E Analysis including Vocab


  • 確(たし)かに (tashika ni) certainly, surely
  • 病院(びょういん) hospital
    ちゃんとadverb “perfectly”(exactly, properly). I put “easily” here, because when are clearing a lot of cash, they are certainly don’t, and proper sounds legal and approved, and “exactly” is too specific the amount.
  • 千円 1000¥ I think this makes more sense as a plural (which Japanese doesn’t specify, so it should be permitted)
  • 儲(もう)かってる. 儲かるVerb “to be profitable” “to yield a profit”; 儲けるVerb “to make a profit” (earn/gain/get). I think it’s enduring state of being use of て form, thus “is profitable”
    Google said:
    Certainly the hospital is making 1000¥. I interpret it thusly: Certainly the hospital is easily earning thousands of yen.


  • そういうthat kind of, such
  • ムダが (muda 無駄) “waste” subject with が
    積(つ)もり積って Verb 積もるtsumori “to pile up”, accumulate. I expected this to be idiom meaning something like “piled deeper deeper”. I think this is pronounced “つもりつもって” even though didn’t write the も the second time (it’s like part the kanji?)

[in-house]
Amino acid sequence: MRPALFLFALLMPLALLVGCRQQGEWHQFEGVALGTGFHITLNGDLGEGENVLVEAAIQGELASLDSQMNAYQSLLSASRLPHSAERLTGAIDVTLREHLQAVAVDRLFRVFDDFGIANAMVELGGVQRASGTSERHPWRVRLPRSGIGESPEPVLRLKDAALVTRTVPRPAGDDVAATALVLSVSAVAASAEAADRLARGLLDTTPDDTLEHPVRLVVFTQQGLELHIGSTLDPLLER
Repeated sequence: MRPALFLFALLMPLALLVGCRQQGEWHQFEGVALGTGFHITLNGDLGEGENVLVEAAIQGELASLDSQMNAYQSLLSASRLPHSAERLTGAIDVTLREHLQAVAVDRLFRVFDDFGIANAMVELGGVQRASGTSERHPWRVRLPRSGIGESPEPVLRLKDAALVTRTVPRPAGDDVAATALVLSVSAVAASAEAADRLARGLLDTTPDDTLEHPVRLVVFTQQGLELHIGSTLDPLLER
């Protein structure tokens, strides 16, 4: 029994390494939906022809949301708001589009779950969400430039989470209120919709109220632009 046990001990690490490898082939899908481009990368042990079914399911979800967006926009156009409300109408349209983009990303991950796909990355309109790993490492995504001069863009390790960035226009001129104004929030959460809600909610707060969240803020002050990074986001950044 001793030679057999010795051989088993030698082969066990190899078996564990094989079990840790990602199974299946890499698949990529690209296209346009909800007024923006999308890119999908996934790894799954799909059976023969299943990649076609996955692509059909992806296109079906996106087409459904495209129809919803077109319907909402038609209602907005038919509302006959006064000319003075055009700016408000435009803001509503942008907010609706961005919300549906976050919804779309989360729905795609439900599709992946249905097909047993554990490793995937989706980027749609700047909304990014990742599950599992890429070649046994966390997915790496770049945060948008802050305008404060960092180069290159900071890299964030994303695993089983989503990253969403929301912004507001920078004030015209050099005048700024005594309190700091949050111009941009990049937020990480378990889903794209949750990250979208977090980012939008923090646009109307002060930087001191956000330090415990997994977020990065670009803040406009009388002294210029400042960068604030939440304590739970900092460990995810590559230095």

• 国の医療財政the country’s medical finances or the country’s health care budget. 療 (ryo?) medical treatment/therapy; 財政 (zaisei) finances; 財(zai) goods (fortune/wealth/assets/money); we know it well from 財布(zaifu) wallet. 政(sei) is government, its kanji is in 政府(seifu) government, 政治(seiji) politics, 政策(seisaku) policy, and 政権(seiken) administration.
  • を圧迫する Verb “to opress”
  • んだ geez! Again, I blank after 2 days of discussion on this exact thing. のだ, informal form. At here here I can see that it’s following the full plain form verb. I really liked the discussion of んだ at wasabi. In the present case, the んだis marking the conclusion of Saitou’s “Discovery” about the effect (on country’s budget) of the hospital charging (what Saitou seems to believe is excessive) fees for medical services.
  • よな wouldn’t you agree
    What Google said: That kind of waste accumulates and puts pressure on the medical finances of the country. I’m almost ashamed about it, but in this case, I believe that it is the best Interpretation!